We’ll have to wait a month, in any case, to find out how this little experiment turns out.
Earl Grey Orange Conserves
I have always wanted to like marmalade and failed – perhaps I just haven’t had a good home-made one, but its intense bitterness with nary a hint of sweetness (to my tastebuds) has always been quite off-putting. So this is a lovely alternative: a soft-set conserve with orange and apple juice, infused with Earl Grey. Orange pairs beautifully with Earl Grey, which has bergamot notes, and stops the whole thing from tipping over into unadulterated orange-squash sweetness. A nice touch here is having orange pinwheels suspended in the jelly, though not having good knife skills of any kind means that my pinwheels are more like stage one of the Reinventing The Wheel. (Advertising spin: it’s “rustic,” okay?)
While it would ideally have been a perfectly clear, jewel-like conserve, both batches unfortunately turned out a little cloudy. No matter. It tastes lovely, even to someone like myself who doesn’t care that much for jam. Toast and tea becomes that much more special with these conserves, but I bet it would be lovely slathered on some kind of pound cake, or warmed gently and dribbled over ice cream.
(Recipe from Christine Ferber’s Mes Confitures via Joycelyn’s blog, which I used to read for hours on end as a, well, teenager. It is rather painful realising that I’m no longer at that age where I can pretend I’m still on the tail-end of adolescence…)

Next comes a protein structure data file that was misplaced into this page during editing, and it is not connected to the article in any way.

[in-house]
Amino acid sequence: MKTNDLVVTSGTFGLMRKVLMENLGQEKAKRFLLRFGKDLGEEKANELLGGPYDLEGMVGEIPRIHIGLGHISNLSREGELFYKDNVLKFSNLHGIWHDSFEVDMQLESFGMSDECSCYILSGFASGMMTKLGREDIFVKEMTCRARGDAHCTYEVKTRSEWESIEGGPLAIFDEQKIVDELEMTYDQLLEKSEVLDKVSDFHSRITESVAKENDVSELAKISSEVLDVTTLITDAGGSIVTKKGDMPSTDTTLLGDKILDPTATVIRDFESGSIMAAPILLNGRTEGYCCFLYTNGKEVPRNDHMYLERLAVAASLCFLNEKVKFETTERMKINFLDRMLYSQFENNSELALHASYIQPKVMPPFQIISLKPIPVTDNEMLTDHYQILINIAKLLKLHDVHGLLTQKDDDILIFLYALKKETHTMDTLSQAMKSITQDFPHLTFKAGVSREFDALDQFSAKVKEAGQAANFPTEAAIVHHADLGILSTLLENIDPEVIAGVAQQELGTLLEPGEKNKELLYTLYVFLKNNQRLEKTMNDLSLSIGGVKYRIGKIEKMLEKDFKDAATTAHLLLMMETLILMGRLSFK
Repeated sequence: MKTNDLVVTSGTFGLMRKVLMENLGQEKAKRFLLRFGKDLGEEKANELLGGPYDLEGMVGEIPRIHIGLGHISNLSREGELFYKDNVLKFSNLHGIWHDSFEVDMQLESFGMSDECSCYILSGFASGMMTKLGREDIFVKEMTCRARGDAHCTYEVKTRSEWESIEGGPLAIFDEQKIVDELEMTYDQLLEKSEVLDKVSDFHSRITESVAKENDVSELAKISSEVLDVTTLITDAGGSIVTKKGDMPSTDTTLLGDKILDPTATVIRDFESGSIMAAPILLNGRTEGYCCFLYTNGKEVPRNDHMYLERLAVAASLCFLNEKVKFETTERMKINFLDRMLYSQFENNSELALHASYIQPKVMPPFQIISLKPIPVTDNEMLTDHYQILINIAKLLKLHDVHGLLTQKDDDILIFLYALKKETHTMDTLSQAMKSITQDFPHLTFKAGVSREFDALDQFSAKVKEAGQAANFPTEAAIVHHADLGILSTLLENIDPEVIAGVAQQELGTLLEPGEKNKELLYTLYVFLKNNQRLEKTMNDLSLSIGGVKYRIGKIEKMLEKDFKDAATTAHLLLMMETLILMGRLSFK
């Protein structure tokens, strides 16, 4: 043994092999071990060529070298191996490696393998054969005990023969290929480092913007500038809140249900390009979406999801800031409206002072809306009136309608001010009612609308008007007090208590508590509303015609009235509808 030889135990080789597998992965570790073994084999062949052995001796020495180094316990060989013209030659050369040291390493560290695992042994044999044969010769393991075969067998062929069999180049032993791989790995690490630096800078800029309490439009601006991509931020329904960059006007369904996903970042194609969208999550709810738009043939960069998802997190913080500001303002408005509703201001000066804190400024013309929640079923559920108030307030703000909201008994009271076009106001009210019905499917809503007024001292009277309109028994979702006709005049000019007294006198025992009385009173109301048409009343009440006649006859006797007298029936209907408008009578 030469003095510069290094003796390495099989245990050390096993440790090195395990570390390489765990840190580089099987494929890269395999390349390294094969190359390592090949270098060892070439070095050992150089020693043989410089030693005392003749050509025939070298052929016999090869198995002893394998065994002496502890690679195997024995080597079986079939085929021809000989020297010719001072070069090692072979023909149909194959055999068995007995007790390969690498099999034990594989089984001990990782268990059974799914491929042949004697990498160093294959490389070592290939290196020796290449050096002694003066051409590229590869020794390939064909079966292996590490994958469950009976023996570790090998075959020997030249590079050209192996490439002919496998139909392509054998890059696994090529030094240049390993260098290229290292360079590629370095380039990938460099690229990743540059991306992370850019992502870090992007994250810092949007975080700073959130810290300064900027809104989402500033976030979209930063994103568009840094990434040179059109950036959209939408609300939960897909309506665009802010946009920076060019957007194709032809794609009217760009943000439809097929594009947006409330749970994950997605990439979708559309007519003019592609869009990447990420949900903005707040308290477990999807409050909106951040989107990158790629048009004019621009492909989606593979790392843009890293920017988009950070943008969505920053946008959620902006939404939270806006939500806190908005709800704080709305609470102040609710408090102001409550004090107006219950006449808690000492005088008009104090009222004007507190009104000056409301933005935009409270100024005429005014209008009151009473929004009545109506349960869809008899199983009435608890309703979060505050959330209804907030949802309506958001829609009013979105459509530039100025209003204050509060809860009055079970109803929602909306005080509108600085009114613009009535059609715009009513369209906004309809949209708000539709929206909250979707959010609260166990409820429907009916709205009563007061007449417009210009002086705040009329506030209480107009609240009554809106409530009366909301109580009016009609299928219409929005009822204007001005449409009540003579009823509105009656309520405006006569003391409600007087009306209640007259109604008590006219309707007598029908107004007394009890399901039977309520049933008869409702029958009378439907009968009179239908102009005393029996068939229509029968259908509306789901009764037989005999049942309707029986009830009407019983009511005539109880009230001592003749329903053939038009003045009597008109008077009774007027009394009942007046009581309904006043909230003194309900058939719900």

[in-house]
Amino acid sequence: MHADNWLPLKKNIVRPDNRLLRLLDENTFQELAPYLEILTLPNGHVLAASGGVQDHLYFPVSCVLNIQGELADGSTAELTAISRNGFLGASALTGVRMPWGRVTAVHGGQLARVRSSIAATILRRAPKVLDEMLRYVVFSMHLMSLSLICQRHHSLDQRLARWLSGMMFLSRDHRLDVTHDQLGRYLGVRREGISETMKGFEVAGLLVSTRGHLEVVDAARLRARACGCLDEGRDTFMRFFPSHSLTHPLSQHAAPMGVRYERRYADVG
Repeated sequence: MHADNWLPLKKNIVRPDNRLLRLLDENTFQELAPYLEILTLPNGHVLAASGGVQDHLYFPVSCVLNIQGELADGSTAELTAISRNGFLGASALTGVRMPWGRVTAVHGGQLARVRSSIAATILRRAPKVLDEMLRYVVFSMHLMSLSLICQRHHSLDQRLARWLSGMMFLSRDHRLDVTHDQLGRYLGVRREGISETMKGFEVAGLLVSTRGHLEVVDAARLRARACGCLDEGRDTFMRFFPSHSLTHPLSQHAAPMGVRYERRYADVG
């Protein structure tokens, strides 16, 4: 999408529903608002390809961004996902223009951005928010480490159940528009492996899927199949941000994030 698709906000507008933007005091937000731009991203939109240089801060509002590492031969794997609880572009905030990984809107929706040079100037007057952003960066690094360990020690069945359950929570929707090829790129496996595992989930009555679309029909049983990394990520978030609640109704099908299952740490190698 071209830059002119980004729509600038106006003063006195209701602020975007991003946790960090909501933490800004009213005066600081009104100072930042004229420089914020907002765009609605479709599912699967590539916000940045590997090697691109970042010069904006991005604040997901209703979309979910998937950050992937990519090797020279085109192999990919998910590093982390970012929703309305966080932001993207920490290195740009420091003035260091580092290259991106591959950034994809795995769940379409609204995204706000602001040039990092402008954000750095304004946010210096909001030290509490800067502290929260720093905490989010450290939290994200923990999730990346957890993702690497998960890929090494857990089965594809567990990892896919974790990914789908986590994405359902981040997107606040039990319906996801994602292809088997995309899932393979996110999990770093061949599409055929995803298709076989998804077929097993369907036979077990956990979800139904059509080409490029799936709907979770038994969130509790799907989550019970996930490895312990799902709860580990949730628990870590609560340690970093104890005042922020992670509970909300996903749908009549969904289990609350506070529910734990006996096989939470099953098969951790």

Everyone loved these candied orange peels. One of my lecturers declared himself to be in sugar heaven. This may have been an exaggeration but it was kind of gratifying to hear. So I can now jump on the snot bandwagon and declare that homemade orangettes do actually taste nicer than store-bought, despite the fact that they don’t look as picturesque as the ones you get wrapped in la-di-da ribbons in the stores. They are easy – if tedious – to make and perfect for people who can’t stand the thought of throwing stuff away. Leave as little of the white pith on your peels as possible, and the end results will taste all the better for it.
Recipes abound on the internet, all of them not so different from each other. I found that a simple syrup (1:1 ratio of water to sugar) rendered the peels sufficiently sweet, particularly after they’d been dredged again in sugar. You’ll be left with orange-flavoured syrup – what, were you going to throw it away? – which you may wish to use for sweetening your tea. Or, even better – making mulled wine syrup! Which is terribly appropriate for Christmas in the next two weeks.
Next projects: arancello (for which I have approximately 2.5 litres of vodka!), preserved lemons, mulled wine syrup. And more jam, of course.
I shouldn’t tell y’all to stay tuned, given that there is so much living to do and carving out time to update this blog more consistently is rather difficult. But nonetheless, stay tuned. And thank you for reading, especially if you’ve been around for a long while.
P.S. I am asking the whole world, but if you live in London and have glass jars at home that you were going to throw away or recycle, would you donate them to me please? Pretty please? I will feed you orangettes if the wolves don’t eat them first.